Monday, May 26, 2014

A Shameful Thing.....

I noticed a post from a very good friend of mine named Cindy on Facebook recently referring to the fact that her and her daughter went to a forgotten cemetery and "payed it forward'. They weren't related to anyone in this particualr cemetery but felt that human urge to be kind simply for kindness sake. They spent a good part of a sunny day tending to long forgotten graves, time-ignored trinkets that had been so thoughtfully placed so long ago and pulling overgrown weeds obscuring those long-forgotten ancestors.

Our forefathers, struggling to feed the ever growing brood our foremothers bore, now lay forgotten. Their headstones toppled from weathering and hidden from sight and mind by azalea wild and rhodora. The women and children who are memorialized by the mere fact of our presence are peacefully resting under the tread of doe, moose and the heavy-footed bear. Their lives entering like a snap shot to us, but sadly exiting with the next shutter, not to be remembered until prod.

It may be because of our increasingly assiduous lives which has us rowing down the river of lethean. Understood.

Maybe it is because our antecendent series of daily tasks has us choosing our considerations. Understood.

To remind ourselves that in a few generations, our essence will be as short-lived as that of a lilac, fresh and lively but for a short period, not to be enjoyed or remembered until awakened through purpose. Understood.

Solace and contentment, to me is remembering those of whom I sprouted and those whose lineage have long moved on. Serenity whirls about when I take that phusical walk to their charnel and that imperceptible stroll through a time when they endured. The fright they must have felt when a child was sick and only the hope of the hyssop could help. Or the contentment obvious when the children chased each other, giggling when caught or screaming when jumped. The smell of a great pot of beans, tinged with the rendering fat nestled within, wafts in this world of mine when I take my erstwhile journey.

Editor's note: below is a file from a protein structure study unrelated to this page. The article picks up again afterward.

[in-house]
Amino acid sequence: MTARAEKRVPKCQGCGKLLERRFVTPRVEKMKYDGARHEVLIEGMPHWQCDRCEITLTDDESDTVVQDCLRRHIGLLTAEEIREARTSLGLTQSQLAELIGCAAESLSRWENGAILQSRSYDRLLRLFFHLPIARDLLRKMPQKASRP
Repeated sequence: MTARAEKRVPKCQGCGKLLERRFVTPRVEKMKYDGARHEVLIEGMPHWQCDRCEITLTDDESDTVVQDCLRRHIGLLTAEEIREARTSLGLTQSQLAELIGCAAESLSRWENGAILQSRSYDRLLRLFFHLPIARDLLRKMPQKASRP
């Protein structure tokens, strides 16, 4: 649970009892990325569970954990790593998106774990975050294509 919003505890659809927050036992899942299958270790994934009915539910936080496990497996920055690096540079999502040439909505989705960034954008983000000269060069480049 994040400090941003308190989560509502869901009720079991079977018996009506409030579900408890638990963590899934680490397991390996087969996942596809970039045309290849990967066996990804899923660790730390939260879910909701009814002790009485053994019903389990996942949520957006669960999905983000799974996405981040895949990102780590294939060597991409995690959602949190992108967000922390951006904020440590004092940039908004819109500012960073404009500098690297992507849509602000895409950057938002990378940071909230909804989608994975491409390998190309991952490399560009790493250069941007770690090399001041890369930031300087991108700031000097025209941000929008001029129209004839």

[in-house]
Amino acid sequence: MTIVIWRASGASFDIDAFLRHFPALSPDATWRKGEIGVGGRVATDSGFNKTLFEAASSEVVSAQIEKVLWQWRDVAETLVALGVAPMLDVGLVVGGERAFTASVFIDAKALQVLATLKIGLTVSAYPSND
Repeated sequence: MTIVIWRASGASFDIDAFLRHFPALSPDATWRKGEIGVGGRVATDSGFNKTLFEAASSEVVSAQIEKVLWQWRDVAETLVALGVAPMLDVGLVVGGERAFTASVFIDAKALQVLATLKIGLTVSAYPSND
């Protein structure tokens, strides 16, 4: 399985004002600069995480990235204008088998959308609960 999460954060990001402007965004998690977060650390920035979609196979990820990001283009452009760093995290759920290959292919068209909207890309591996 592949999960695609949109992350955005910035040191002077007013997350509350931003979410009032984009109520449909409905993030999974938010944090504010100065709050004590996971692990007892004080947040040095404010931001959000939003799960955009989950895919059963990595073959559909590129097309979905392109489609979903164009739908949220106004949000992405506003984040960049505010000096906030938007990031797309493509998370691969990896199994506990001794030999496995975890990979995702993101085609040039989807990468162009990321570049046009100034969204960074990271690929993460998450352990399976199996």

I am proud to have found my family cemetery from many generations ago. This, too, has been long neglected and forgotten. My Dad and I took a few days to find it before he passed on and these are the pictures I took when I visited a month ago. This is one of the oldest cemeteries in New England but is not recognized as such simply because it is forgotten. There are many first, second and third generation  settlers buried here at Sawyer Hill Cemetery and I am proud to say that Mr. Isaac Bailey Sr. and Jr., Deacon Edmund Bailey and each of his three wives and many other Baileys are resting next to the Coffin family, who are nestled with the Frosts of old and the ancient Poore family.
My great, great, great, great, great grandfather Deacon Edmund lost his first two wives along with all his children from both marriages from a throat distemper of the 1730s in Newburyport, Massachusetts. They are all buried here.

I feel solace and comfort knowing that I have not neglected this cemetery and my family buried within. Nor have I neglected my family on Bailey Hill in Topsfield and Baileyville, Maine. I may not be able to physically visit each cemetery or grave as often as I wish but there truly isn't day that I don't think about my progenitors... because a neglected life is a shameful thing!




Anonymous said...

We buried my grandfather, Louis Colby, in this cemetery 2 years ago. He lived 1/4 mile up the road. Many of my ancestors have been buried here for the last 300 years. It may be a forgotten cemetery, but I think it is one of the most beautiful and serene I have seen. I live a long way from there and may never make it back to see it again, glad you got to.

The Yankee Chef said...

I agree, very VERY serene cemetery. And I am glad it is mostly forgotten, at least it stays in decent shape from vandals because it is "out of sight, out of mind'.